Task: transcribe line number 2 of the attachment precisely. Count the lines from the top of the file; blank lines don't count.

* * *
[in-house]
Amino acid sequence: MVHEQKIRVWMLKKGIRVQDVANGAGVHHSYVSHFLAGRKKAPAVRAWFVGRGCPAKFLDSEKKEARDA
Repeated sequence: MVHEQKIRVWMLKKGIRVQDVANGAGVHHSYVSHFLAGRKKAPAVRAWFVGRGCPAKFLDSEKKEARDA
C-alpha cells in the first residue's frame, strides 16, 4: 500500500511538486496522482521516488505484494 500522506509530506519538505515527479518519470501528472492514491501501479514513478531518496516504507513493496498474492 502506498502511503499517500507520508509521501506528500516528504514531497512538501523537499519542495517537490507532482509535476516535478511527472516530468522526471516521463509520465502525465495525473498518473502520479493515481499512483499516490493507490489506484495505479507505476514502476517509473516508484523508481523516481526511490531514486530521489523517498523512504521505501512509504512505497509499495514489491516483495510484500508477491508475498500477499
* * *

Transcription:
Amino acid sequence: MVHEQKIRVWMLKKGIRVQDVANGAGVHHSYVSHFLAGRKKAPAVRAWFVGRGCPAKFLDSEKKEARDA